# How does one find the inequality $\tau(n) < (\frac{2}{\log 2}\log n)^{2^x}n^{\frac{1}{x}}$?

Context (Though I don't see how this might help deriving the final inequality):

Example : For $p$ prime, $x$ greater than $0$ a real number, $n$ greater or equal to $2$ an integer: for $p< 2^{x}$ it holds that $$1+\text{ord}_{p}(n)\le 1+ \frac{\log n}{\log p} \le 1+ \frac{\log n}{\log 2} \le \frac{2}{\log 2}\log n$$ and for $p \ge 2^{x}$ it holds that: $$1+\text{ord}_{p}(n)\le 2^{\text{ord}_{p}(n)}\le p^{\text{ord}_{p}(n)/x}.$$

(no proof supplied from the original author, so I will try to do one myself.)

For $p<2^{x}$:

$$1+\text{ord}_{p}(n)\le 1+ \frac{\log n}{\log p} \tag{1}$$

$$1+ \frac{\log n}{\log p} \le 1+ \frac{\log n}{\log 2} \tag{2}$$

$$1+ \frac{\log n}{\log 2} \le \frac{2}{\log 2}\log n \tag{3}$$

(2) holds because $2$ is the smallest prime. (3) because the derivative of $\log(2x)$ is $\frac{1}{x}$ and $\frac{2}{x}$ (the derivative of $2\log(x)$) is greater for every $x$. I have trouble showing (1) because I don't understand how to handle the $\text{ord}_{p}(n)$ (which also appears in the second inequality). ($\text{ord}_{p}(n)$ is the highest natural exponent $k$ such that $p^{k}$ divides $n$).

For $p>2^{x}$: $$1+\text{ord}_{p}(n)\le 2^{\text{ord}_{p}(n)} \tag{1}$$

$$2^{\text{ord}_{p}(n)}\le p^{\text{ord}_{p}(n)/x} \tag{2}$$

Right after this example, the author mentions an inequality and this is what I am really interested in:

For $n\ge 2$ an integer, $x\in \mathbb{R_{>0}}$ , how does one find out that $$\tau (n) < \left(\frac{2}{\log 2}\log n \right)^{2^x}n^{\frac{1}{x}}\ ?$$ It looks like a popular inequality, does it have a name?

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Is there any other condition on $x$? As $x\to –\infty$ the inequality becomes $\tau(n) \leq 1$ which is not true for all $n.$ –  Ragib Zaman Mar 7 '12 at 0:15
@Ragib: The RHS certainly does not become $1$. –  anon Mar 7 '12 at 0:19
@anon It certainly looks to me like it does, since as $x\to (-\infty)$ the exponent $2^x\to 0$ and $n^{1/x}\to 1$, with appropriate rates of convergence. –  Alex Becker Mar 7 '12 at 0:29
Oh wow, there's a negative sign there. –  anon Mar 7 '12 at 0:43
I think @Matthew is using $\omega(n)$ for the number of prime divisors of $n$. –  Gerry Myerson Mar 8 '12 at 5:42

I think this might work. Given a real $x > 0$ partition the prime divisors of $n$ into two classes, those which are bounded from above by $2^{x}$ and those bounded from below by $2^x$. We have \begin{align} \tau(n) = \prod_{2^{x} \geqslant p \mid n}( \text{ord}_{p}(n) + 1) \prod_{2^{x} < p \mid n}( \text{ord}_{p}(n) + 1). \end{align} Writing $n = \prod_{p \mid n} p^{\text{ord}_{p}(n)}$, \begin{align} \log n = \sum_{p \mid n} \text{ord}_p(n) \log p \quad \Longrightarrow \quad \frac{\log n}{\log p} = \text{ord}_{p}(n) + \sum_{p \neq p^{\prime} \mid n} \text{ord}_{p^{\prime}}(n) \ \log_{p} \, p^{\prime}, \end{align} so the inequality $\text{ord}_{p}(n) \leqslant \frac{\log n}{\log p}$ holds for any prime divisor of $n$. The bounds which you claim are sufficient to prove the upper bound on the number-of-divisors function. Observe that for $p \leqslant 2^{x}$ (actually, for any prime divisor of $n$), then \begin{align} \text{ord}_{p}(n) + 1 \leqslant \frac{\log n}{\log p} + 1 \leqslant \frac{ \log n}{\log 2} + 1 \leqslant \frac{2 \log n}{\log 2}, \end{align} provided that $n \geqslant 2$ and, if $p > 2^{x}$, one has $\text{ord}_{p}(n) + 1 \leqslant 2^{\text{ord}_p(n)} \leqslant p^{\text{ord}_{p}(n)/x}$. Thus, \begin{align} \tau(n) & \leqslant \prod_{2^{x} \geqslant p \mid n} \frac{2 \log n}{\log 2} \, \prod_{2^{x} < p \mid n} p^{\text{ord}_{p}(n)/x} \\ & = \prod_{2^{x} \geqslant p \mid n} \frac{2 \log n}{\log 2} \, \left( \prod_{2^{x} < p \mid n} p^{\text{ord}_{p}(n)} \right)^{1/x}. \end{align} The first product has at most $2^{x}$ terms, while the second product has at most $\omega(n)$ terms. Hence, \begin{align} \tau(n) & \leqslant \left( \frac{2 \log n}{\log 2} \right)^{2^{x}} \left( \prod_{p \mid n} p^{\text{ord}_{p}(n)} \right)^{1/x} \\ & \leqslant \left( \frac{2 \log n}{\log 2} \right)^{2^{x}} n^{1/x}. \end{align}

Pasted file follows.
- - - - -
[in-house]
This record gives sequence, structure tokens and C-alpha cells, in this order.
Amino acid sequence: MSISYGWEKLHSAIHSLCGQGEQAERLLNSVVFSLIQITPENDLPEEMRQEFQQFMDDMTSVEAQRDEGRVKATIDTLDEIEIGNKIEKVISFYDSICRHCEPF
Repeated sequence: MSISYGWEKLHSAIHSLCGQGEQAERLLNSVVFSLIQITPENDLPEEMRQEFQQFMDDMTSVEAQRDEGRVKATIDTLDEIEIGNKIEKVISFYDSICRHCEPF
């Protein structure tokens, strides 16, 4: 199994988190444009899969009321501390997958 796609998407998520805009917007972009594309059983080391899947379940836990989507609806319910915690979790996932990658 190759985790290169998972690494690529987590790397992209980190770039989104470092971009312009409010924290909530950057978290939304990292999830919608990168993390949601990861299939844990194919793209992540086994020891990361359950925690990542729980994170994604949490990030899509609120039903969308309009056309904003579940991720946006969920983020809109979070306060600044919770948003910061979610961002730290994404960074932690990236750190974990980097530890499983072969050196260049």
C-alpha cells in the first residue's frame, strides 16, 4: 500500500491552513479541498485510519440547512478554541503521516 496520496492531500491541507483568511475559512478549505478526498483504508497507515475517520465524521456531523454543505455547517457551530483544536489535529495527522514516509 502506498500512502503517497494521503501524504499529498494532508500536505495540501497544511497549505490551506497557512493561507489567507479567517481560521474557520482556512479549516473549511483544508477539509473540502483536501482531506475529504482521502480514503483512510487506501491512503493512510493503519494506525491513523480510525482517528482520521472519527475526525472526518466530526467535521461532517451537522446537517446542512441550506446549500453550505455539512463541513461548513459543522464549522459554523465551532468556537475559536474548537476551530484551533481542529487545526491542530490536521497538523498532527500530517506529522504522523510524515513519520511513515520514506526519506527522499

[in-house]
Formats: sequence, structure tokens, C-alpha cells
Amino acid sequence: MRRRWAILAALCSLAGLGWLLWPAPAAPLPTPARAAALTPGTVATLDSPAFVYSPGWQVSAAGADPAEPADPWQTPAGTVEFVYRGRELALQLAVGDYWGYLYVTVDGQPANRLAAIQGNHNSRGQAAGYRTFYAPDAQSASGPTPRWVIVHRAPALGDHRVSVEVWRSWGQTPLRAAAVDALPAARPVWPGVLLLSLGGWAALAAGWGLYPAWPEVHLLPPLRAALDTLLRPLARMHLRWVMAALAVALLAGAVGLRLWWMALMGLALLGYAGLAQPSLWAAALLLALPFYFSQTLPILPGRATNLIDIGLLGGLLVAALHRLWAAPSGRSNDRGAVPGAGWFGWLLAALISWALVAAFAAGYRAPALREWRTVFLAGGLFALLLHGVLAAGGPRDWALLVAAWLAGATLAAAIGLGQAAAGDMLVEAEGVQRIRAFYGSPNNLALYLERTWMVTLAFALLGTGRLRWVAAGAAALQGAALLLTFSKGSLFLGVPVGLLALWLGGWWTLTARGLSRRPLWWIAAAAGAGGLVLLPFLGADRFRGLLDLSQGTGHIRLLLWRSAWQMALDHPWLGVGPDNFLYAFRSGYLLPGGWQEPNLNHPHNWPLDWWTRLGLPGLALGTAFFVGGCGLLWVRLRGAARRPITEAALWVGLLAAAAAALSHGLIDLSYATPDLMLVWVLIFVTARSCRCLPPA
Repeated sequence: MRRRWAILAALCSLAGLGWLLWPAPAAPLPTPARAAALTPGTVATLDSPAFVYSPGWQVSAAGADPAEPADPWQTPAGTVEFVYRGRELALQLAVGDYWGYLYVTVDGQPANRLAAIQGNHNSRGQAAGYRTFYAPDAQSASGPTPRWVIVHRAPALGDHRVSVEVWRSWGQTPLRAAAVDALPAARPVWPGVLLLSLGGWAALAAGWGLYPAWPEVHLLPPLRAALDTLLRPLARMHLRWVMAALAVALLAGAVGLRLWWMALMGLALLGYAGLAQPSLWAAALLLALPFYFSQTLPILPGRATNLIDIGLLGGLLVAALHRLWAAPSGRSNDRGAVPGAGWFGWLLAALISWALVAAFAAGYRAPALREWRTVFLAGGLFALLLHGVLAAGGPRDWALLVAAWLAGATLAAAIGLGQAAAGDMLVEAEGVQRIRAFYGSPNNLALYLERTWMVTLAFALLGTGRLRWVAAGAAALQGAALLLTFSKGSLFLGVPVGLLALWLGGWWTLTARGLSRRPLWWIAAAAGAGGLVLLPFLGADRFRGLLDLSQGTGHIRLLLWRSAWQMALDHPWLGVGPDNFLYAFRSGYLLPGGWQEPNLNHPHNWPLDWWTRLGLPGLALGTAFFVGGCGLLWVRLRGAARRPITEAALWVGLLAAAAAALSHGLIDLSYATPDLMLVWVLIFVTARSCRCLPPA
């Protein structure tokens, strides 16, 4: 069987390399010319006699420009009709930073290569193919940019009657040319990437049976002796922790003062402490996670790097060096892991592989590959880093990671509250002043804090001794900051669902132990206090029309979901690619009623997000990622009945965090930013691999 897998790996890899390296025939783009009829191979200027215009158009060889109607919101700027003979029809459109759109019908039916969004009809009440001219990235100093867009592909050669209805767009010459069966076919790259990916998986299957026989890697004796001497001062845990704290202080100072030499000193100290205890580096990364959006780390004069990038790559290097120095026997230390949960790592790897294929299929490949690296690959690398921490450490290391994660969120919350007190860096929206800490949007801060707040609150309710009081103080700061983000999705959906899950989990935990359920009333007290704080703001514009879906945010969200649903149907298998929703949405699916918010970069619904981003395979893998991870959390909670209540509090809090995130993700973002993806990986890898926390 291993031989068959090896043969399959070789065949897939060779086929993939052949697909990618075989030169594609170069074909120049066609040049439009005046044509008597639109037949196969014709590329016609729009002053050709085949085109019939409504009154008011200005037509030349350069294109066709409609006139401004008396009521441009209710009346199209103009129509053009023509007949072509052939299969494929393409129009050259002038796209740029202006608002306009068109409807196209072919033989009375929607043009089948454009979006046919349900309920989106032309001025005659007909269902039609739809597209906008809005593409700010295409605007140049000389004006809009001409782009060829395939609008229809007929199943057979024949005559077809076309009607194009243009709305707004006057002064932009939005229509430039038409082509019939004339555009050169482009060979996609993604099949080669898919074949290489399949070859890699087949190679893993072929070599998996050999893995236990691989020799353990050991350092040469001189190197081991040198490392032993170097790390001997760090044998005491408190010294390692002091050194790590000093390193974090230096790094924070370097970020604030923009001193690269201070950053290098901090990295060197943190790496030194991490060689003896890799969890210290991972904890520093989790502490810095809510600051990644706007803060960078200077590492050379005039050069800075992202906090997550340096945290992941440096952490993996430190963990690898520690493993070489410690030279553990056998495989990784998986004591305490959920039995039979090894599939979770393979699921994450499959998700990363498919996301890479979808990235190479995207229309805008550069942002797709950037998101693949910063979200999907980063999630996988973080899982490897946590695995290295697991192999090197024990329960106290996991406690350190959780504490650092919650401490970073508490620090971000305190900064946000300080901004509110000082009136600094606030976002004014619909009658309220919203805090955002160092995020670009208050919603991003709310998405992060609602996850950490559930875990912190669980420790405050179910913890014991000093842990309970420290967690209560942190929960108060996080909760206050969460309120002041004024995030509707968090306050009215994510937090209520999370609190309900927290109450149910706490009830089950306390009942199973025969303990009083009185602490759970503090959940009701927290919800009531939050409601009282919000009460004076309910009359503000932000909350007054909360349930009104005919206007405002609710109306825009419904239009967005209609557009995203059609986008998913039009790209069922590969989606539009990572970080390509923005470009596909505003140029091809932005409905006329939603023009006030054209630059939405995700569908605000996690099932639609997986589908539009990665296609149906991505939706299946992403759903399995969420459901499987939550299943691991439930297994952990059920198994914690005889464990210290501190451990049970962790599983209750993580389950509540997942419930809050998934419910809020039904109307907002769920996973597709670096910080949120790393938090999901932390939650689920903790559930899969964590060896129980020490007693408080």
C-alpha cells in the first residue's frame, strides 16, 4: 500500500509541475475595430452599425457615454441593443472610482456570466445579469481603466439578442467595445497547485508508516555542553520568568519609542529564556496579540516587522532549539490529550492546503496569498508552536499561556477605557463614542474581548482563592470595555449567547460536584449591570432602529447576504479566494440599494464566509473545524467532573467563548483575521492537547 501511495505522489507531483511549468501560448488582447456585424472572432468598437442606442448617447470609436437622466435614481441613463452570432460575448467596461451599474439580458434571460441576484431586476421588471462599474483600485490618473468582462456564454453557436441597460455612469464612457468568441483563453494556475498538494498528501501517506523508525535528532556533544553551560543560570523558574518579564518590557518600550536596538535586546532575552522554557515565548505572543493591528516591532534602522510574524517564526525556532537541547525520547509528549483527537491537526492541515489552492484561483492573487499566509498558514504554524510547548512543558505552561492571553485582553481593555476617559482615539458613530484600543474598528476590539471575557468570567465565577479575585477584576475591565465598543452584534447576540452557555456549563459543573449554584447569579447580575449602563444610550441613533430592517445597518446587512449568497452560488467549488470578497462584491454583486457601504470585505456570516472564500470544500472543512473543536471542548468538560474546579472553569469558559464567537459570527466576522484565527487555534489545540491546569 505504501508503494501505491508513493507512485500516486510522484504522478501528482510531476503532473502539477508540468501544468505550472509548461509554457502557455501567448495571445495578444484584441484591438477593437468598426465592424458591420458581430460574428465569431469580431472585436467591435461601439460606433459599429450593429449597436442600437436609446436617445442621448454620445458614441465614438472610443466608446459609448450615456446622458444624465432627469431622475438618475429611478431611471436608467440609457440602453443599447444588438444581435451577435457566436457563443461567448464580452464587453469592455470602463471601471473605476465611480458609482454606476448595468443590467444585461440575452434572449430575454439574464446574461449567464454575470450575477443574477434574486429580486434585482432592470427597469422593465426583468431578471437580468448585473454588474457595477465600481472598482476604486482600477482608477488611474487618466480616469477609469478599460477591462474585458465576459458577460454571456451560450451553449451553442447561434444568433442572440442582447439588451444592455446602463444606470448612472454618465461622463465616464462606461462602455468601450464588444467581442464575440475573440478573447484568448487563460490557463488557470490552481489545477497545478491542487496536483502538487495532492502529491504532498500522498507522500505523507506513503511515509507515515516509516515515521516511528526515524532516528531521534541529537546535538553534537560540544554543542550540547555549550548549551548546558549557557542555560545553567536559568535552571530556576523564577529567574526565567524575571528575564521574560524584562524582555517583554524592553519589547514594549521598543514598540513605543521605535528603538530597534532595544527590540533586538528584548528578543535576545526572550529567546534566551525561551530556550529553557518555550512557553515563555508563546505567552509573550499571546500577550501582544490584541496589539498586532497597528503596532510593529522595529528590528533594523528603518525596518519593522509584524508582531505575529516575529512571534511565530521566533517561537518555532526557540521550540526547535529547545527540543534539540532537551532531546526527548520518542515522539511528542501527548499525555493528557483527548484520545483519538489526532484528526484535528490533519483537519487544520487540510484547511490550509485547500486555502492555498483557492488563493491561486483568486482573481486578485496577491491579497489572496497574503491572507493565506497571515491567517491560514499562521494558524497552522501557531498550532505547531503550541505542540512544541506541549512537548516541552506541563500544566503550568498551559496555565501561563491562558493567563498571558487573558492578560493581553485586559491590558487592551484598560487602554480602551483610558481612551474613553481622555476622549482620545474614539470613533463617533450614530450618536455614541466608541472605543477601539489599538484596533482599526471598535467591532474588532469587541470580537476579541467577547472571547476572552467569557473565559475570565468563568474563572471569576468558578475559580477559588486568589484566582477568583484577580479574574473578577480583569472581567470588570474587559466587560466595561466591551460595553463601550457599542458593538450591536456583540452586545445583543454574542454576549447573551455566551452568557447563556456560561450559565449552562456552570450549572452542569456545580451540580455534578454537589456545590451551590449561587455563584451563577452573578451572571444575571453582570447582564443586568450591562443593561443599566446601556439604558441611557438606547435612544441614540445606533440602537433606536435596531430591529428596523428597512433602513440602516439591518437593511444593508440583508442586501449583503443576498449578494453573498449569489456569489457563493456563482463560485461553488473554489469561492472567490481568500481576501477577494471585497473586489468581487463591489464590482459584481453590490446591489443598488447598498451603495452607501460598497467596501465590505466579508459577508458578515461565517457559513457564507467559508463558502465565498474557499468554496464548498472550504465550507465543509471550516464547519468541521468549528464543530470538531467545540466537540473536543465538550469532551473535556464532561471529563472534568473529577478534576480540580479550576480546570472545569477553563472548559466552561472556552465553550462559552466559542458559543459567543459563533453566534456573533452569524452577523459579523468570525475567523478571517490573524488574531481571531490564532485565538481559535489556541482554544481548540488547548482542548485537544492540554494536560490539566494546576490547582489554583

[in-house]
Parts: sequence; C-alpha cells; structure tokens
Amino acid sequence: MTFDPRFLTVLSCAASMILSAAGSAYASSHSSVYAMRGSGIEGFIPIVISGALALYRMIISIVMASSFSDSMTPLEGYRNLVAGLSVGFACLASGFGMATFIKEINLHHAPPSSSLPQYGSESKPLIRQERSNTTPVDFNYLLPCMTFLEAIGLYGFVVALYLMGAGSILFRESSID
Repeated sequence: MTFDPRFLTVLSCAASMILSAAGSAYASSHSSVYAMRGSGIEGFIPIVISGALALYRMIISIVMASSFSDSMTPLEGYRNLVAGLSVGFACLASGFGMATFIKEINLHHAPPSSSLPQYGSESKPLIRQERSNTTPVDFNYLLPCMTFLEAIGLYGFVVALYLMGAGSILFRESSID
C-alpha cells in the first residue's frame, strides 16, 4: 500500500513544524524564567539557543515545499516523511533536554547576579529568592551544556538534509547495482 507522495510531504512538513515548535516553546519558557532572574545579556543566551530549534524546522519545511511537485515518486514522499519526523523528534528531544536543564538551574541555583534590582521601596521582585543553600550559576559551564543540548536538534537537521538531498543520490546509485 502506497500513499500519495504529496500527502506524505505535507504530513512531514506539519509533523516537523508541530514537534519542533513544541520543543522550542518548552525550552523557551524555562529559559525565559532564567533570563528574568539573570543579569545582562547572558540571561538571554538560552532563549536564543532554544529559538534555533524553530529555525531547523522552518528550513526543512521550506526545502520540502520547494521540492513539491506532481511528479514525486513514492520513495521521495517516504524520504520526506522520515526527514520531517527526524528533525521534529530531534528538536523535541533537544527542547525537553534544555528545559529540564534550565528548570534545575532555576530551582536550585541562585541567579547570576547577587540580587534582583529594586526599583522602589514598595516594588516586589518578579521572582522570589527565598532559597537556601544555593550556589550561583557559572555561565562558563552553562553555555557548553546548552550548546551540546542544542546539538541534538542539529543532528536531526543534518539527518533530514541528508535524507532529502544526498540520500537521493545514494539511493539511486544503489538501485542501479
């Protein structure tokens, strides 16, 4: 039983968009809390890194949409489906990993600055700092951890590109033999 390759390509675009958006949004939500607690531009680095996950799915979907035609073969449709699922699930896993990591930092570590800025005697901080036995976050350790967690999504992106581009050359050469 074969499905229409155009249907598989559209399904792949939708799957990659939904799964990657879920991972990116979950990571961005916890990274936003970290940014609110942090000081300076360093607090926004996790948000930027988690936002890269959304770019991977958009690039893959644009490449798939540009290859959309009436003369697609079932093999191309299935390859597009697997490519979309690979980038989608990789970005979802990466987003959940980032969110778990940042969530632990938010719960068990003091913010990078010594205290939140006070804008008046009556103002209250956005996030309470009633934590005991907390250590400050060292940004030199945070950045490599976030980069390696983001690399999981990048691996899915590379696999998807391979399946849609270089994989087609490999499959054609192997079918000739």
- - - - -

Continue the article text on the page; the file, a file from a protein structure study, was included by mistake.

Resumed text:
It should now be clear how one might sharpen the bound: \begin{align} \tau(n) \leqslant \left( \frac{2 \log n}{\log 2} \right)^{\omega(n)} n^{1/x}, \end{align} where $\omega$ is the number-of-prime-divisors function.
In any event, taking the original inequality, we see \begin{align} \frac{\log \tau(n)}{\log n} \leqslant \frac{2^x \log(\frac{2\log n}{\log 2})+\frac{1}{x} \log n}{\log n} =\frac{2^x \log ( \frac{2 \log n}{\log 2})}{\log n}+\frac{1}{x}. \end{align} For any $x > 0$ there is an integer $n_0 = n_{0}(x)$ such that for any $n > n_0$, $\frac{\log \tau(n)}{\log n}$ is bounded from above by $\frac{2}{x}$, and so the limit must vanish.
Nice work. One typo in your second displayed equation: the terms in the sum should be $\text{ord}_{p^{\prime}}(n) \log p^{\prime}/\log p$ –  Antonio Vargas Jun 7 '12 at 2:41